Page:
Canada’s wild places and us.

Female hiker in the Canadian Rocky Mountains

Hiking in the Canadian Rocky Mountains.

Every time I find myself returning home to Canada, I am awed by the vast open spaces we have here. Every. Single. Time. The contrast with the high human density common in most other places around the world is stark, and this uniquely shapes both the land and all of us creatures who call Canada home.

Even today, in our modern world, the word Canada conjures up strong images in our minds of expansive landscapes. In this there is a shared national identity amongst diverse multiculturalism; we are proud of our wilderness in a world where it is becoming rarer.

July 1st marks 150 years since Canada’s founding, when people of diverse stripes and colors came together in union to form a country. While the timeline since then certainly hasn’t been without its fair share of bumps, it is still a milestone worth acknowledging and using as a point of union in a time where there is a lot of division both globally and nationally. In acknowledgement of this shared cultural identity around our wild places, the federal government has waived fees to all the protected national parks for this anniversary year so that all may get out to experience them. People have praised this decision, but I have held my breath.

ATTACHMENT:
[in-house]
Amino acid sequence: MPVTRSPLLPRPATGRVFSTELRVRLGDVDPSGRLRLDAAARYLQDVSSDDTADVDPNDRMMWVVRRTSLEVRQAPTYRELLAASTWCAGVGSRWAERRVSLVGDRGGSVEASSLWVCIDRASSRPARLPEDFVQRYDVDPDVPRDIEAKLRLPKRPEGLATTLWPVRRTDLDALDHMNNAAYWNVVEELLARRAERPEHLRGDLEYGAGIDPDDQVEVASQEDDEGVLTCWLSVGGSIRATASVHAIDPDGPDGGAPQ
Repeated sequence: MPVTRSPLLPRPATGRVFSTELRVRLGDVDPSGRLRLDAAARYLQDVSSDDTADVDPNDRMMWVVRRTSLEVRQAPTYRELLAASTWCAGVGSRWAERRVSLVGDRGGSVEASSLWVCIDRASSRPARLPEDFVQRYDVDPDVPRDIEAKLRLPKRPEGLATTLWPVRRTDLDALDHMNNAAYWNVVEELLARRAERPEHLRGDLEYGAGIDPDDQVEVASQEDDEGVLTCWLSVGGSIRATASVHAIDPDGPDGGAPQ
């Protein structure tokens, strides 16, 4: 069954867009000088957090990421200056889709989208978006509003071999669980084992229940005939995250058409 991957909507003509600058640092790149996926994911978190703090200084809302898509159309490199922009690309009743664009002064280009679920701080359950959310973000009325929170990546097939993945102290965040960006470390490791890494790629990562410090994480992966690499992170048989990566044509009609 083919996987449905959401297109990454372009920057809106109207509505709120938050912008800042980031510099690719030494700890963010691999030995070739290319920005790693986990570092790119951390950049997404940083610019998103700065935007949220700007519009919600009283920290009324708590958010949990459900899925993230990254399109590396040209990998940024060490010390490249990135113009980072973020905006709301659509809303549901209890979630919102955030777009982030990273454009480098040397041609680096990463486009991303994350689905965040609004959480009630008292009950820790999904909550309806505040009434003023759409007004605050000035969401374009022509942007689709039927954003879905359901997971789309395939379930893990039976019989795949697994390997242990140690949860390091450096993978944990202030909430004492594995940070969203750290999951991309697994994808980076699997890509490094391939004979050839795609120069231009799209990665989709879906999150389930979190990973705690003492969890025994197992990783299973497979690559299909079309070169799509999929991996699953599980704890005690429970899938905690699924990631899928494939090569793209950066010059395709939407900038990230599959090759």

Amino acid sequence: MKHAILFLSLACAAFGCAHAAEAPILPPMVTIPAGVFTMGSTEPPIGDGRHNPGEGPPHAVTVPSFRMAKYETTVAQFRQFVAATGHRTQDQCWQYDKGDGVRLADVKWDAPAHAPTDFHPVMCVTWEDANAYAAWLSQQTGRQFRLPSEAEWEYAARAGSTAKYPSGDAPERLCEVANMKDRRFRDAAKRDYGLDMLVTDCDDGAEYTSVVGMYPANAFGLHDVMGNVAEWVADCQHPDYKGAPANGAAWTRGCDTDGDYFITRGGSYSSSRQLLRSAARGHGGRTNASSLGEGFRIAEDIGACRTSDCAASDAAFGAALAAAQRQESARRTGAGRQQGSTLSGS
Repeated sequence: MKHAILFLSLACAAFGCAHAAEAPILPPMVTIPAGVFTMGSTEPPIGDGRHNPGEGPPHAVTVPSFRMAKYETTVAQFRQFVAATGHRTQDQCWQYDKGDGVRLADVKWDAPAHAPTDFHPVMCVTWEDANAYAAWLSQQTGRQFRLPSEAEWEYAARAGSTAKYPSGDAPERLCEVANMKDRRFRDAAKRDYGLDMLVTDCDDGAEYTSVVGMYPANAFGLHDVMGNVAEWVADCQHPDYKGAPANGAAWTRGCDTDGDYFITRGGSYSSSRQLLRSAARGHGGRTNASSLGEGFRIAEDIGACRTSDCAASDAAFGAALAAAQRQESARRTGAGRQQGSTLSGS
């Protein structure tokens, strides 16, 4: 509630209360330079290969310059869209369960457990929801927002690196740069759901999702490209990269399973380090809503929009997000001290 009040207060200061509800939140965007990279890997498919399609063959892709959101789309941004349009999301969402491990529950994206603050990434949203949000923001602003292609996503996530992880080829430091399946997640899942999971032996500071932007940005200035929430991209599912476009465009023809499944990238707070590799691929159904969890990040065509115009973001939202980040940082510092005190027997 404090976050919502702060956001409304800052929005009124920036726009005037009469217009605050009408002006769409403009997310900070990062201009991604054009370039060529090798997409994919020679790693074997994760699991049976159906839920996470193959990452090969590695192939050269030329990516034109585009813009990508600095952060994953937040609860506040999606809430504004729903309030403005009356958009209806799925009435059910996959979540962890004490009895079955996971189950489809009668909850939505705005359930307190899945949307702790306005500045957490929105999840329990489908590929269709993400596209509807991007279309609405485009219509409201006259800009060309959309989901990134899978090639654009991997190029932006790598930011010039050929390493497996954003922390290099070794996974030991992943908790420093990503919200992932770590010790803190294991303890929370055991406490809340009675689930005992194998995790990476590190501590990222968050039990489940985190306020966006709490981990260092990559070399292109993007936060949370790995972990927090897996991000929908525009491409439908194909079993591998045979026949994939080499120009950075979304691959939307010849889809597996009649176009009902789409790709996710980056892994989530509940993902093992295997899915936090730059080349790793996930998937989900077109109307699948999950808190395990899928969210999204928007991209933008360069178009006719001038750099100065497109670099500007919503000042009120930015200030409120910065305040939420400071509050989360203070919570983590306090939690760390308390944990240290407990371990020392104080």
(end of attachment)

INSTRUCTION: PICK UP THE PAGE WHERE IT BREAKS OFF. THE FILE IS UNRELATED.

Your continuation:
I love our Canadian wilderness and truly wish everyone could experience it intimately. In fact, this was one of the reasons I originally picked up a camera – to show others beautiful corners of the country they never even knew existed and inspire them to explore it as well. The unspoken assumption that accompanies this wish is that anyone who chooses to venture to these protected pieces of nature do so responsibly. There is a reason these places are protected, and that is because they are fragile.

On a normal year, Canada’s national parks are already beyond their capacity during peak months; available campsites are rare, traffic jams around wildlife are common and often accompanying troublesome baiting or pursuit, and people leave much more than footprints with trash and even graffiti. With free access opening the park gates to higher numbers of tourists, who may or may not have the knowledge necessary to respectfully interact with our national treasures, I worry about the damage that may be inflicted on already fragile ecosystems for years to come.

We need to be in good relationship with the land and that needs to be rooted in reverence and respect. Whatever your experience level may be, never assume you know better because there is always room for better understanding. To respect nature is to abandon any acquisitional expectations we might have from it; animals are not there to perform with you and Mother Nature’s diverse moods will change quickly with no heed to your safety on the trail. Instead, enter a place as an open minded guest and accept whatever experience chance happens to deal you. Bear witness without exuding control or influence (pun intended).

The responsibility for our actions, in all our interactions, falls firmly on our own shoulders. The preserved wild places that exist are an inheritance from those who came before us, but they’re also what we will pass on to the next generation.